Jeremy Hunt’s announcement of £4.2 billion to digitise the NHS in England will create opportunities for better patient care, but it’s important that physiotherapists influence how the money is used.
Dr Carey McClellan: 'Technology has to be on the agenda'.
This is the message from physio Carey McClellan, an advanced practitioner in emergency care.
His comments come as the health secretary announced a mix of new and existing money which includes:
- £1.8 billion to create a paper-free NHS, allowing health information systems to work together across organisational boundaries, removing paper records
- £1 billion for infrastructure, cyber security and data consent
- £750 million to transform out-of-hospital care, including digital primary care, medicines, social care digitalisation and digital urgent and emergency care
- £400 million to enable the NHS to become digital, including a new website, NHS.uk, apps, free Wi-Fi and telehealth
- £250 million for data for outcomes and research
Dr McClellan, an app developer with a long-standing interest in technology, told Frontline: ‘We spend a significant amount of time with patients. We actively treat but also empower, educate and support recovery.
‘This provides us with an opportunity to engage with patients to understand how best to use technology, to meet their individual and group needs while improving our processes and using our skills to lead change.’
Meanwhile a report from the Nuffield Trust, Delivering the Benefits of Digital Healthcare, describes a digitised NHS. It puts the patient at the centre, surrounded by patient-facing technologies which give them opportunities to manage their health and engage with healthcare providers.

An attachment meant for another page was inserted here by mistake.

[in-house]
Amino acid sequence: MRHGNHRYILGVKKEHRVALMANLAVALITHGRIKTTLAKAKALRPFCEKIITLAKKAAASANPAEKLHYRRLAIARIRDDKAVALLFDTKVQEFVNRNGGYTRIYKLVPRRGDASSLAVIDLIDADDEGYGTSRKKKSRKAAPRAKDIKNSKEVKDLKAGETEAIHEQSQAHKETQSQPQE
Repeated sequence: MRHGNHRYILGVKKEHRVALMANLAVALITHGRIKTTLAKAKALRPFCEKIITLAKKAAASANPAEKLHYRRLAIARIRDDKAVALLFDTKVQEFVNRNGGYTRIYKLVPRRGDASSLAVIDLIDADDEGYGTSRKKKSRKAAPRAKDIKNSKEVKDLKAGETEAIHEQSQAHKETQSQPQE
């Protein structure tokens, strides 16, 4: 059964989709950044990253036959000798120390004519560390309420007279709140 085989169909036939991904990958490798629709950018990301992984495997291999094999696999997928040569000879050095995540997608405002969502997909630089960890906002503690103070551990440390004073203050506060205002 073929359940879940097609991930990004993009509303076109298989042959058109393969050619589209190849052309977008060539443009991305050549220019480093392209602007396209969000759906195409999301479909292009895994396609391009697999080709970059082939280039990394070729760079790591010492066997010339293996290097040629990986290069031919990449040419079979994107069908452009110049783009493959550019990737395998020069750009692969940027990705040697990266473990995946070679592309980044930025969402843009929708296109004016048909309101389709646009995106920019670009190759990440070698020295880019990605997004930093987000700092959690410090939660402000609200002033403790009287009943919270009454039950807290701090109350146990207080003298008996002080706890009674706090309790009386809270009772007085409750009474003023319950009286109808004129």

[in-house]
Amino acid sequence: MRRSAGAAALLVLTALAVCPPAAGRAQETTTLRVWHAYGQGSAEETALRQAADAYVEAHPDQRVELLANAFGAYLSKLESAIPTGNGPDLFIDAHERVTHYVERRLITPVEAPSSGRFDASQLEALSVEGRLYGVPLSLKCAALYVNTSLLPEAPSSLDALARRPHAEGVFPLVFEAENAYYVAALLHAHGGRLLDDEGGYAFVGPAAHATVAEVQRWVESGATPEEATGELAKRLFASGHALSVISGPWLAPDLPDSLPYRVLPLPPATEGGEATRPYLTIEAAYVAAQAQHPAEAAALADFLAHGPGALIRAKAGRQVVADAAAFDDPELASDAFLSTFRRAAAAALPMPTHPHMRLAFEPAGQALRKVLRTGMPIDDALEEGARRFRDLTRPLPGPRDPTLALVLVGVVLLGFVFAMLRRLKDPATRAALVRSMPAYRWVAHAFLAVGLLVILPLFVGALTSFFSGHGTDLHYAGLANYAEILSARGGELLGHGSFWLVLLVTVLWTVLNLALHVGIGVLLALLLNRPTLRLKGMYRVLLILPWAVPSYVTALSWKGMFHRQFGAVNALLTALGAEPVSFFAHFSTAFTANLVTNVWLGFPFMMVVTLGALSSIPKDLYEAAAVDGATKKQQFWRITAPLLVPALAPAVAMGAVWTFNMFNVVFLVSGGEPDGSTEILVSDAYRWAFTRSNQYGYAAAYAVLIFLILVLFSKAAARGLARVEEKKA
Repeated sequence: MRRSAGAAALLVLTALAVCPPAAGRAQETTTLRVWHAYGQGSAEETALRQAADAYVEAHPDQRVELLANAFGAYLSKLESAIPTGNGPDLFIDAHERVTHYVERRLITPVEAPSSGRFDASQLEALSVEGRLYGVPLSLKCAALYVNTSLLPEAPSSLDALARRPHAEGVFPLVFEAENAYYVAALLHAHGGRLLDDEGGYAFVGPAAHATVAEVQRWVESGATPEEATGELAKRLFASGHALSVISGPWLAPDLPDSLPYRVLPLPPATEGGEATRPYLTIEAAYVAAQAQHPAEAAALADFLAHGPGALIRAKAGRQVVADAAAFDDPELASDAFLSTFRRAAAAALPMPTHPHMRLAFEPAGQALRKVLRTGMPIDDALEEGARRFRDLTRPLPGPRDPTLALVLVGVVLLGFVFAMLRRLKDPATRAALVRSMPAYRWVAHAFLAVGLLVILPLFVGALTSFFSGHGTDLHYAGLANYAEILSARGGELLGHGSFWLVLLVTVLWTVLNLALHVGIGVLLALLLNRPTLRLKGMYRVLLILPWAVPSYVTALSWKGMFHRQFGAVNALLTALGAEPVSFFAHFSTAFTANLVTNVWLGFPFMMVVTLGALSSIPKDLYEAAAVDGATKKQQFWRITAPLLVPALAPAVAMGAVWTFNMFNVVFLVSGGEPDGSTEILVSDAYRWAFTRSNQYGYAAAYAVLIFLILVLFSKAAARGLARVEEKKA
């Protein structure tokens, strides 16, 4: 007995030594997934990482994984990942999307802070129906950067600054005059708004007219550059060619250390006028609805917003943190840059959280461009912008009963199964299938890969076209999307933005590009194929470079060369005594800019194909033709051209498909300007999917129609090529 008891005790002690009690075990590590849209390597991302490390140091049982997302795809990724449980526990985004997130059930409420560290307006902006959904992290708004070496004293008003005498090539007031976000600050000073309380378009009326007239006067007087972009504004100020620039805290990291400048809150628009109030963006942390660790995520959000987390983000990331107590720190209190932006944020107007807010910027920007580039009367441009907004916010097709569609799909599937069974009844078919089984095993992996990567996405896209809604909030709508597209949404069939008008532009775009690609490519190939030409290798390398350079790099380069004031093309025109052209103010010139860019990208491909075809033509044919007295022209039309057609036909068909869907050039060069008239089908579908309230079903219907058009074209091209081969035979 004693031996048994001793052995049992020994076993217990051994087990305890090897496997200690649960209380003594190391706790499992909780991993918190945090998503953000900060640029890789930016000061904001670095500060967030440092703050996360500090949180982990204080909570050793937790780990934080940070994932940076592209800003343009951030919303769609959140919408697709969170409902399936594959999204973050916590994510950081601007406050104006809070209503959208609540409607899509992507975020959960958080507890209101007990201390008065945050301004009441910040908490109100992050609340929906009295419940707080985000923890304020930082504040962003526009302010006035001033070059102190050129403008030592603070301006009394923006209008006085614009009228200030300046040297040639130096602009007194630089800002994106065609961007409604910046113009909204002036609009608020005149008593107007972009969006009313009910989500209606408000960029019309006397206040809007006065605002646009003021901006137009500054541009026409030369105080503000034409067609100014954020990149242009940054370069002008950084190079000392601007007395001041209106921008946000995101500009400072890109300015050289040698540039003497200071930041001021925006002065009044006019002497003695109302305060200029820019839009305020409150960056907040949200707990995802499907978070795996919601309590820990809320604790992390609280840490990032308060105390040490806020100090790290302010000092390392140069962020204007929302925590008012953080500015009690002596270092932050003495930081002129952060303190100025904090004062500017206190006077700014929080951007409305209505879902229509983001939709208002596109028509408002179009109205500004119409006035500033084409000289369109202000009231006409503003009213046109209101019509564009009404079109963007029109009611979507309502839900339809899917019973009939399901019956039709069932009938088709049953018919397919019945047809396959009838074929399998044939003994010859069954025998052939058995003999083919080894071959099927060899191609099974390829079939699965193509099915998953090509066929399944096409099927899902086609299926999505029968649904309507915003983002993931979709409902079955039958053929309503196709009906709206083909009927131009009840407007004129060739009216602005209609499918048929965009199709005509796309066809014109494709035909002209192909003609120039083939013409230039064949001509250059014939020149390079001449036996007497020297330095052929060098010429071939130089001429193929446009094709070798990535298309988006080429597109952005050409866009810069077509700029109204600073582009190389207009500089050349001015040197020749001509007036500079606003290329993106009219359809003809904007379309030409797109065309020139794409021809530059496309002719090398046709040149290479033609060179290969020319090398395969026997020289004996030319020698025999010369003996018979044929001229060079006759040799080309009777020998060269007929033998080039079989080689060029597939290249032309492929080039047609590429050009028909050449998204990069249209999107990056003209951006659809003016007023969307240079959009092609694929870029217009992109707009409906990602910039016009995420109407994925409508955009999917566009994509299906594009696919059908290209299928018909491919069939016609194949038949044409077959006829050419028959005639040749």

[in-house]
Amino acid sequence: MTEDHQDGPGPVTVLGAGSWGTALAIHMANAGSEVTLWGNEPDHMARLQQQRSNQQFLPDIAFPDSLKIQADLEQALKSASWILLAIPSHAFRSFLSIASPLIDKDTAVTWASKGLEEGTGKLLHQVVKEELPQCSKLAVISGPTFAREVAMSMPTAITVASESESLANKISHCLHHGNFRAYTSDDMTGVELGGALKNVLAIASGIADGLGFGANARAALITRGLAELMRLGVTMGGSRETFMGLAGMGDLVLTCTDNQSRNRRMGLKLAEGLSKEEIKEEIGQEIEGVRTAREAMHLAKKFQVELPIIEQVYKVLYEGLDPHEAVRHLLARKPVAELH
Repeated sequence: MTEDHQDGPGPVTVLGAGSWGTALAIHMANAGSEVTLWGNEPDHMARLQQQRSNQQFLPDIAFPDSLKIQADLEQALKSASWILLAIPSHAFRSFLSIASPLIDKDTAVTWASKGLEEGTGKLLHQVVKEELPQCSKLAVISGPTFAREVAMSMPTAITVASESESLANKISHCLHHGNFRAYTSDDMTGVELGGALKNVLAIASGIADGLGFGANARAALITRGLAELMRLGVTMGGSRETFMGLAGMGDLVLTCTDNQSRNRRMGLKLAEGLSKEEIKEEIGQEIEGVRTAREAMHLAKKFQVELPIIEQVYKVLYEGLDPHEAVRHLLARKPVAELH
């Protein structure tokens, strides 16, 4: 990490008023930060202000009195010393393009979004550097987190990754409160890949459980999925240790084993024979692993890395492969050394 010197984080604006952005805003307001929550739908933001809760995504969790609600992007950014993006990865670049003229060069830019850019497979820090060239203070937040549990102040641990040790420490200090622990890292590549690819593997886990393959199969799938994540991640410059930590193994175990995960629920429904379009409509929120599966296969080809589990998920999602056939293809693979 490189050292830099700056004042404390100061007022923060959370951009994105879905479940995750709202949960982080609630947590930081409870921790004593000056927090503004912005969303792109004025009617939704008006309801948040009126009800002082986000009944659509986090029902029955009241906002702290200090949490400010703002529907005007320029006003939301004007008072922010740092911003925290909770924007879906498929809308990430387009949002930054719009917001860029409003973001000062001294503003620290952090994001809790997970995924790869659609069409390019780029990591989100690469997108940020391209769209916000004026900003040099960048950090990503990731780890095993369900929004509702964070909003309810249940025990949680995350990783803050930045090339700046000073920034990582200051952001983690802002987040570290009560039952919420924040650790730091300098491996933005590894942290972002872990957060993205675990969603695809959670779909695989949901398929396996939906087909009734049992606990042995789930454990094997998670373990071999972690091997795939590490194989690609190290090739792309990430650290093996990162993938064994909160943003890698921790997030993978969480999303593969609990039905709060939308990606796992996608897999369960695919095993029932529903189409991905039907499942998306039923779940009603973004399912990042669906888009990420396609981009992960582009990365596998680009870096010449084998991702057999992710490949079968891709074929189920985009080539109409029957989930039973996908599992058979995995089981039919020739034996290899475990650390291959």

These technologies include wearable devices, apps, online communities and patient portals. The NHS e-health record is the foundation on which many other tools are built.
The report outlines technologies that provide tools for health care professionals, to support decision making, help manage clinical workloads and access other professionals’ expertise.
And the Nuffield Trust describes an ‘outer circle’ of technologies that support organisations, including tools for business process support, predictive analytics, flow management and e-rostering.
‘The report highlights quite clearly where this needs to start: it is about leadership and having people with the understanding to input into the development of new IT,’ said Dr McClellan.
‘So technology has to be on the agenda at meetings within the physiotherapy profession, but it requires leaders with an understanding of informatics to get into positions where we can help drive this at a national level as well.’
It was not clear where and when opportunities to influence the ‘paperless’ NHS agenda would arise, he said. But he called for physiotherapy staff to be ‘proactive rather than reactive’ in influencing developments.
‘The key is that if you have new technology with old processes you will just get expensive old processes,’ he said.
‘This digital investment is about creating new processes with technology to make the NHS more efficient so we can spend more time with our patients and be more effective.’
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